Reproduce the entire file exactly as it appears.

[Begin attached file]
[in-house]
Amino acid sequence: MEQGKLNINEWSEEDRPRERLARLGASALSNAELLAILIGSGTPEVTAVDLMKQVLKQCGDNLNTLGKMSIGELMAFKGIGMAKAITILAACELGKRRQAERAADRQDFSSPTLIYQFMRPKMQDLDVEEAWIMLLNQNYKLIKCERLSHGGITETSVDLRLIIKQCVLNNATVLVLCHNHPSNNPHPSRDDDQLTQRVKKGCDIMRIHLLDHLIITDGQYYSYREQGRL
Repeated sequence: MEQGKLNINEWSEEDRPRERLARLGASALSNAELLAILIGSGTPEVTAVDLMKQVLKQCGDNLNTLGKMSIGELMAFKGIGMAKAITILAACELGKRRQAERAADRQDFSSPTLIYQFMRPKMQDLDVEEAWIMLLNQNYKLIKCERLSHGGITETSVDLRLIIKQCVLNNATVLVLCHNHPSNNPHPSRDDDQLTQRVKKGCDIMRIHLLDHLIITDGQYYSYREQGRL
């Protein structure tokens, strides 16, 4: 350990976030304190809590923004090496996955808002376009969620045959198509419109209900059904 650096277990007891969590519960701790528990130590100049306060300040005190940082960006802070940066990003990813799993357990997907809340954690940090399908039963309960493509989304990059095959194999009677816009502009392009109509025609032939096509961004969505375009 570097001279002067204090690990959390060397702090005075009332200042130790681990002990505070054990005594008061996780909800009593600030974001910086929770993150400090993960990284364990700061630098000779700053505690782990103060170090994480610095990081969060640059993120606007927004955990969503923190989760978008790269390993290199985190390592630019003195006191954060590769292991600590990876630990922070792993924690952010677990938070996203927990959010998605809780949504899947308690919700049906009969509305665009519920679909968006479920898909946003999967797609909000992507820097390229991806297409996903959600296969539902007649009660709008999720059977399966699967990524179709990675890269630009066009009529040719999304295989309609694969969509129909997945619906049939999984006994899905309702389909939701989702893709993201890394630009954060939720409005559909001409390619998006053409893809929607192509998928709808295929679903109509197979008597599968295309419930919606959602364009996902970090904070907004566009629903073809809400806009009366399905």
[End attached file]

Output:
[in-house]
Amino acid sequence: MEQGKLNINEWSEEDRPRERLARLGASALSNAELLAILIGSGTPEVTAVDLMKQVLKQCGDNLNTLGKMSIGELMAFKGIGMAKAITILAACELGKRRQAERAADRQDFSSPTLIYQFMRPKMQDLDVEEAWIMLLNQNYKLIKCERLSHGGITETSVDLRLIIKQCVLNNATVLVLCHNHPSNNPHPSRDDDQLTQRVKKGCDIMRIHLLDHLIITDGQYYSYREQGRL
Repeated sequence: MEQGKLNINEWSEEDRPRERLARLGASALSNAELLAILIGSGTPEVTAVDLMKQVLKQCGDNLNTLGKMSIGELMAFKGIGMAKAITILAACELGKRRQAERAADRQDFSSPTLIYQFMRPKMQDLDVEEAWIMLLNQNYKLIKCERLSHGGITETSVDLRLIIKQCVLNNATVLVLCHNHPSNNPHPSRDDDQLTQRVKKGCDIMRIHLLDHLIITDGQYYSYREQGRL
């Protein structure tokens, strides 16, 4: 350990976030304190809590923004090496996955808002376009969620045959198509419109209900059904 650096277990007891969590519960701790528990130590100049306060300040005190940082960006802070940066990003990813799993357990997907809340954690940090399908039963309960493509989304990059095959194999009677816009502009392009109509025609032939096509961004969505375009 570097001279002067204090690990959390060397702090005075009332200042130790681990002990505070054990005594008061996780909800009593600030974001910086929770993150400090993960990284364990700061630098000779700053505690782990103060170090994480610095990081969060640059993120606007927004955990969503923190989760978008790269390993290199985190390592630019003195006191954060590769292991600590990876630990922070792993924690952010677990938070996203927990959010998605809780949504899947308690919700049906009969509305665009519920679909968006479920898909946003999967797609909000992507820097390229991806297409996903959600296969539902007649009660709008999720059977399966699967990524179709990675890269630009066009009529040719999304295989309609694969969509129909997945619906049939999984006994899905309702389909939701989702893709993201890394630009954060939720409005559909001409390619998006053409893809929607192509998928709808295929679903109509197979008597599968295309419930919606959602364009996902970090904070907004566009629903073809809400806009009366399905």